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Chapter 13

Chapter 13

A Chapter 13 bankruptcy provides qualified candidates the ability reorganize debt. It enables individuals with regular income to propose a plan to repay all or part of their debts. Debtors propose a repayment plan to make installments to creditors over three to five years. During the plan period the creditors are forbidden from starting or continuing collection efforts.  
Bankruptcy candidates routinely ask why they should file a chapter 13 bankruptcy when a chapter 7 cancels a majority of debt and is completed in approximately three months.   
Chapter 13 offers many advantages over a chapter 7 bankruptcy. Chapter 13 offers individuals the opportunity to:
  • Save their homes from foreclosure
  • Recover or save vehicles from a repossession
  • Cancel and strip junior mortgage liens (HELOCS, 2nds)
  • Cure delinquent payments over the term of the chapter 13 plan (3-5 years)
  • Reduce the sum owed on car loans to the current fair market value of the vehicle.
  • Keep unexempt assets assets which would be subject to trustee sale if a debtor files chapter 7  

Chapter 13 Eligibility

To qualify chapter 13 candidates typically have disposable cash available after paying their regular, routine household expenses, such as:
  • Rent, or Mortgage 
  • Car Loan(s)
  • Utilities
  • Groceries
  • Daycare
  • Gasoline and Car Maintenance
  • Auto, Health and Rental Insurance
  • And other household necessities

The Chapter 13 Repayment Plan

The most important part of your chapter 13 paperwork will be a repayment plan. Your repayment plan will describe in detail how (and how much) you will pay each of your debts. 

How Much Is Your Chapter 13 Payment

Your Chapter 13 plan must pay certain debts in full. These debts are called "priority debts," because they're considered sufficiently important to jump to the head of the bankruptcy repayment line. Priority debts include child support and alimony, wages you owe to employees, and certain tax obligations.

In addition, your plan must include your regular payments on secured debts, such as a car loan or mortgage, as well as repayment of any arrearages on the debts (the amount by which you've fallen behind in your payments).

The plan must show that any disposable income you have left after making these required payments will go towards repaying your unsecured debts, such as credit card or medical bills. You don't have to repay these debts in full (or at all, in some cases). You just have to show that you are putting any remaining income towards their repayment.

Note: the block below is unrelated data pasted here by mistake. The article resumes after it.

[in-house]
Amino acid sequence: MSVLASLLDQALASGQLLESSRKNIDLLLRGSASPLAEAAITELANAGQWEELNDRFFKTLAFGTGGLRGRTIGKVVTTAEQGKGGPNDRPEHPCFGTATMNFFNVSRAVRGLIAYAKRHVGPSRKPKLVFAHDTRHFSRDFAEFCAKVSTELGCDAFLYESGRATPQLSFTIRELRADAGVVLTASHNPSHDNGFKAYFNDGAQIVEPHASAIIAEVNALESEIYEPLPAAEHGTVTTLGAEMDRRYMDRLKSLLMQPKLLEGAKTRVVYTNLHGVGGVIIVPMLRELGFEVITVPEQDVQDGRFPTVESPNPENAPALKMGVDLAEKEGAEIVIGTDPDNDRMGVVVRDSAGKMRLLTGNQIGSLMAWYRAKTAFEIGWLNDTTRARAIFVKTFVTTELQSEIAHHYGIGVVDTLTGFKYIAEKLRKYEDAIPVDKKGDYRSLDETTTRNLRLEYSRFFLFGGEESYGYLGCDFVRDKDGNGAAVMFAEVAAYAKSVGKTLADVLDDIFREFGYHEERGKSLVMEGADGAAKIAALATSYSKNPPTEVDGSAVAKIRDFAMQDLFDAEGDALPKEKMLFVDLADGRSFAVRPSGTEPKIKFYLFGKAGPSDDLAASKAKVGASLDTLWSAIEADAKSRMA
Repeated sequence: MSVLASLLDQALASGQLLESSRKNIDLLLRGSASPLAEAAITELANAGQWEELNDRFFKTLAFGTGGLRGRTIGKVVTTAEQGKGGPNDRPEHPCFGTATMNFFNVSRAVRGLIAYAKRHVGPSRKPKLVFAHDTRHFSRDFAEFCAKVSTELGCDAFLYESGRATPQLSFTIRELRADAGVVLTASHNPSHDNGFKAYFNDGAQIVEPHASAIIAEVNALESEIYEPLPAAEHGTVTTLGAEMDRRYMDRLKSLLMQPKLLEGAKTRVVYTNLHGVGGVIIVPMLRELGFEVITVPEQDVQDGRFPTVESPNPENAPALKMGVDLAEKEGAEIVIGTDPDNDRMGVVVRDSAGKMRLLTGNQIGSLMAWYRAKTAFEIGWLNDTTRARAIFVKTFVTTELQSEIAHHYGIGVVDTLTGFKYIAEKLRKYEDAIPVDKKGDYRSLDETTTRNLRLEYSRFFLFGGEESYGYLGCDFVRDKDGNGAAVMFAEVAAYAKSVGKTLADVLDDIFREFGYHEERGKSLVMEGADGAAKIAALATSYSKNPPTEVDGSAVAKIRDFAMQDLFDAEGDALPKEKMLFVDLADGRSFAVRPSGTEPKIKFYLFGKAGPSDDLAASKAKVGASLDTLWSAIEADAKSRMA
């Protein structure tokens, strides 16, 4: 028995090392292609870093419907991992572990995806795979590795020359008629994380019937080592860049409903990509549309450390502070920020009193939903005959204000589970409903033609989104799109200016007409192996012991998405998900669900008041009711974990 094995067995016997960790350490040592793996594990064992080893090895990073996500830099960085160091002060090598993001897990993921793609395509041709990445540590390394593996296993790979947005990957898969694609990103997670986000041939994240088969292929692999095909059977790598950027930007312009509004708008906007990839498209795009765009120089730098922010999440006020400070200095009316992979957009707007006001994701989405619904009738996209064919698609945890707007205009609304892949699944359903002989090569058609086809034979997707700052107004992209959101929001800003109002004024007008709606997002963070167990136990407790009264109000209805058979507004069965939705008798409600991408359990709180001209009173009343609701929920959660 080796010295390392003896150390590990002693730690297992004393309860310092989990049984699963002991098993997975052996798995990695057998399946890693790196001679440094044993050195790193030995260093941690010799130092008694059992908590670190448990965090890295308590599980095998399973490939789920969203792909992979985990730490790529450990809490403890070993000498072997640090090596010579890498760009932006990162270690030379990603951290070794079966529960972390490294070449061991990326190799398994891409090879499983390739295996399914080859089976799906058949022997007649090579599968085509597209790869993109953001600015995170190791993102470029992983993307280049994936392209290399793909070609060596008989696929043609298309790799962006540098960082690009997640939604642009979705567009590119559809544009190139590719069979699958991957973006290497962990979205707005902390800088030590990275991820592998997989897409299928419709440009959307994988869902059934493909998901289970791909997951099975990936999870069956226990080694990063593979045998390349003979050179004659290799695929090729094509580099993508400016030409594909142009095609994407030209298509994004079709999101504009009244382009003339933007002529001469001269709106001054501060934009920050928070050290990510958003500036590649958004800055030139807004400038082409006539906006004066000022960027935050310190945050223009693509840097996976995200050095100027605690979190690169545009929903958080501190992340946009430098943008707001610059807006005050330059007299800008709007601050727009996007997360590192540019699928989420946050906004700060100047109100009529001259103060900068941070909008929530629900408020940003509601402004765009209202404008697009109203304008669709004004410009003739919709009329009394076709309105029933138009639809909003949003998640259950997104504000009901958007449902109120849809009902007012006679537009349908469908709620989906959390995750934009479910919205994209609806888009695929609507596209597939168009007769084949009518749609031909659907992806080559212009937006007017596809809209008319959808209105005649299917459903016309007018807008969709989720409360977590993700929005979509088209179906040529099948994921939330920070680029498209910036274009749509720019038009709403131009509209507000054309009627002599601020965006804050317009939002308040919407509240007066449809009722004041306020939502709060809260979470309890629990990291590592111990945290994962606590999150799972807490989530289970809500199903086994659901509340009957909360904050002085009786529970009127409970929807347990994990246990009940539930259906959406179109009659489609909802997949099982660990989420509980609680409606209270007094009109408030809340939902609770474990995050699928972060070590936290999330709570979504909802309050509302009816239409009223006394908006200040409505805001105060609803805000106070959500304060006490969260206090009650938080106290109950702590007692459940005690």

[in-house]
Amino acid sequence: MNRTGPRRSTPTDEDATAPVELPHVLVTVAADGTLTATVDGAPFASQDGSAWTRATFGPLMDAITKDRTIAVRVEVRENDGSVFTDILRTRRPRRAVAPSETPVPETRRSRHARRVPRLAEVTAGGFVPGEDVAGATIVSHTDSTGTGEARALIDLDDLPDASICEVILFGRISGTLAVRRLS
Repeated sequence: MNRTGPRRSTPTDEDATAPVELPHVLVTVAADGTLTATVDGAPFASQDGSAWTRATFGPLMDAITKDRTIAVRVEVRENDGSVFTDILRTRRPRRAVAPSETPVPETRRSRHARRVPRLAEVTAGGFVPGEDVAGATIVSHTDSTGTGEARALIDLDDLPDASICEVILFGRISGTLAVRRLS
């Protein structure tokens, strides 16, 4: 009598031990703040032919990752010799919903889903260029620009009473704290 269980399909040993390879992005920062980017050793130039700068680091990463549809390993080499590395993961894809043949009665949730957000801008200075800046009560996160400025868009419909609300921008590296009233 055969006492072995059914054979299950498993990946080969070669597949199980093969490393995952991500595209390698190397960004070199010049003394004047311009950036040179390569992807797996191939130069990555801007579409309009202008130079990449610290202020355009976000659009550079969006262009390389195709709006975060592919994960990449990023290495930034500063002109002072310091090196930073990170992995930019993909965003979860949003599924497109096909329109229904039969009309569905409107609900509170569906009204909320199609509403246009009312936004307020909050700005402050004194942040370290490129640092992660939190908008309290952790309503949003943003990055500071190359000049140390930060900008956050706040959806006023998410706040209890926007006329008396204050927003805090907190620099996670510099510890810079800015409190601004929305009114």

How Long Your Repayment Plan Will Last

The length of your repayment plan depends on how much you earn and how much you owe. If your average monthly income over the six months prior to the date you filed for bankruptcy is more than the median income for your state, you'll have to propose a five-year plan. If your income is lower than the median, you may propose a three-year plan. (To get the median income figures for your state, go to the United States Trustee's website,, and click "Means Testing Information.") In some instances, below-median debtors will need to extend their plans beyond three years to repay a sufficient amount of debts. Likewise, if an above-median debtor can repay all debts in full in less then five years, then a shorter plan is possible.

If You Can't Make Plan Payments

If for some reason you cannot finish a Chapter 13 repayment plan -- for example, you lose your job or your income is reduced and can't keep up with the Chapter 13 plan payments -- upon request, the court may modify your plan, or the court might allow you a hardship discharge despite not completing the confirmed plan term.

If the bankruptcy court won't let you modify your plan or give you a hardship discharge, you might be able to convert to your Chapter 13 to a Chapter 7 bankruptcy.  Depending on your particular circumstance, you can request the court dismiss your Chapter 13 bankruptcy case (you would still owe your debts, plus any interest creditors did not charge while your Chapter 13 case was pending). 

How a Chapter 13 Case Ends

Once you complete your repayment plan, all remaining debts that are eligible for discharge will be wiped out. Before you can receive a discharge, you must satisfy the court's requirement that, if applicable, you are current on your child support and/or alimony obligations and that you have completed a budget counseling course with an agency approved by the United States Trustee. 

Contact us Today

We are here to serve your needs and minimize the stress of never ending debt obligations. Contact us in order that we may begin to counsel and guide you throughout the legal process.  For a consultation call us at (619) 849 – 8849.

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